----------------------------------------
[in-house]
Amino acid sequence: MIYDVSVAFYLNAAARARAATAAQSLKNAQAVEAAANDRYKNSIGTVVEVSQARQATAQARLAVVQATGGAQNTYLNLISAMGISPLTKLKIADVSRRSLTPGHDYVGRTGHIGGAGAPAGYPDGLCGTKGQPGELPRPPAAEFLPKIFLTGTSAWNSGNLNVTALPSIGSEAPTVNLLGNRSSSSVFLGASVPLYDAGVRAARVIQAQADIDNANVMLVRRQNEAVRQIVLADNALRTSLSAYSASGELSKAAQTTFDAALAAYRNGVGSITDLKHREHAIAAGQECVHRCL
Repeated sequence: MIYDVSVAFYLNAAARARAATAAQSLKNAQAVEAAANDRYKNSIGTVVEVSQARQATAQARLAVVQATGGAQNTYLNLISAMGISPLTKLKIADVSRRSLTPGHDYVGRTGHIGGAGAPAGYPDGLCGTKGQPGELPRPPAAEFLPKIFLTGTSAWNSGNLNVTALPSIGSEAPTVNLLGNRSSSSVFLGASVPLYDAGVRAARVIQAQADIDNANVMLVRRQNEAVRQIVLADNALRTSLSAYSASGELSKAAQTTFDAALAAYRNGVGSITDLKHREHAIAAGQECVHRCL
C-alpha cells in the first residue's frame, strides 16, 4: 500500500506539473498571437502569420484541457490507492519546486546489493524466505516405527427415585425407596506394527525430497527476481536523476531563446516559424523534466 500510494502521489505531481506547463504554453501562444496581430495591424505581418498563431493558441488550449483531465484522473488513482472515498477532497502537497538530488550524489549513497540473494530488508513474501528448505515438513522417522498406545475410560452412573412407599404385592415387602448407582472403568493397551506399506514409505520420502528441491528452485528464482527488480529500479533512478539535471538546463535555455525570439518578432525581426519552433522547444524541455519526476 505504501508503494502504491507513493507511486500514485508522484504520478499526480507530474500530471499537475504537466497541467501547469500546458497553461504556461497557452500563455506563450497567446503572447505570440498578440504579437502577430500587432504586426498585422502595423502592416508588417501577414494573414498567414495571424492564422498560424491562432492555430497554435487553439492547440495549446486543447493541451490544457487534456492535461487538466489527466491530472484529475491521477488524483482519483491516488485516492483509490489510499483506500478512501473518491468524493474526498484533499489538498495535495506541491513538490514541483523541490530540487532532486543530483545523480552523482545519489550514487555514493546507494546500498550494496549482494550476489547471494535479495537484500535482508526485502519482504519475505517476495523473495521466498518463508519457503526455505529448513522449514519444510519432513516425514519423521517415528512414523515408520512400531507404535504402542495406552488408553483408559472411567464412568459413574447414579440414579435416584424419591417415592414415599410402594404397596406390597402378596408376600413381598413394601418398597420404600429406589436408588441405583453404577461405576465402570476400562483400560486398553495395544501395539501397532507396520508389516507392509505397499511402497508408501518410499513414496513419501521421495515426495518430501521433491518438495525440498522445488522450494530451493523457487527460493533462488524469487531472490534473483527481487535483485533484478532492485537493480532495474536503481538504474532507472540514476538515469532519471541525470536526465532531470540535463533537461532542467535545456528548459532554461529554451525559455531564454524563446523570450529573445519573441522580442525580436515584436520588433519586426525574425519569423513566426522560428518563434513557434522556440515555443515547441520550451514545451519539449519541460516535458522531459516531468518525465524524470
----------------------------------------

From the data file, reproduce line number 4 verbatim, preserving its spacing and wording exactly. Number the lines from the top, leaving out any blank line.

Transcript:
C-alpha cells in the first residue's frame, strides 16, 4: 500500500506539473498571437502569420484541457490507492519546486546489493524466505516405527427415585425407596506394527525430497527476481536523476531563446516559424523534466 500510494502521489505531481506547463504554453501562444496581430495591424505581418498563431493558441488550449483531465484522473488513482472515498477532497502537497538530488550524489549513497540473494530488508513474501528448505515438513522417522498406545475410560452412573412407599404385592415387602448407582472403568493397551506399506514409505520420502528441491528452485528464482527488480529500479533512478539535471538546463535555455525570439518578432525581426519552433522547444524541455519526476 505504501508503494502504491507513493507511486500514485508522484504520478499526480507530474500530471499537475504537466497541467501547469500546458497553461504556461497557452500563455506563450497567446503572447505570440498578440504579437502577430500587432504586426498585422502595423502592416508588417501577414494573414498567414495571424492564422498560424491562432492555430497554435487553439492547440495549446486543447493541451490544457487534456492535461487538466489527466491530472484529475491521477488524483482519483491516488485516492483509490489510499483506500478512501473518491468524493474526498484533499489538498495535495506541491513538490514541483523541490530540487532532486543530483545523480552523482545519489550514487555514493546507494546500498550494496549482494550476489547471494535479495537484500535482508526485502519482504519475505517476495523473495521466498518463508519457503526455505529448513522449514519444510519432513516425514519423521517415528512414523515408520512400531507404535504402542495406552488408553483408559472411567464412568459413574447414579440414579435416584424419591417415592414415599410402594404397596406390597402378596408376600413381598413394601418398597420404600429406589436408588441405583453404577461405576465402570476400562483400560486398553495395544501395539501397532507396520508389516507392509505397499511402497508408501518410499513414496513419501521421495515426495518430501521433491518438495525440498522445488522450494530451493523457487527460493533462488524469487531472490534473483527481487535483485533484478532492485537493480532495474536503481538504474532507472540514476538515469532519471541525470536526465532531470540535463533537461532542467535545456528548459532554461529554451525559455531564454524563446523570450529573445519573441522580442525580436515584436520588433519586426525574425519569423513566426522560428518563434513557434522556440515555443515547441520550451514545451519539449519541460516535458522531459516531468518525465524524470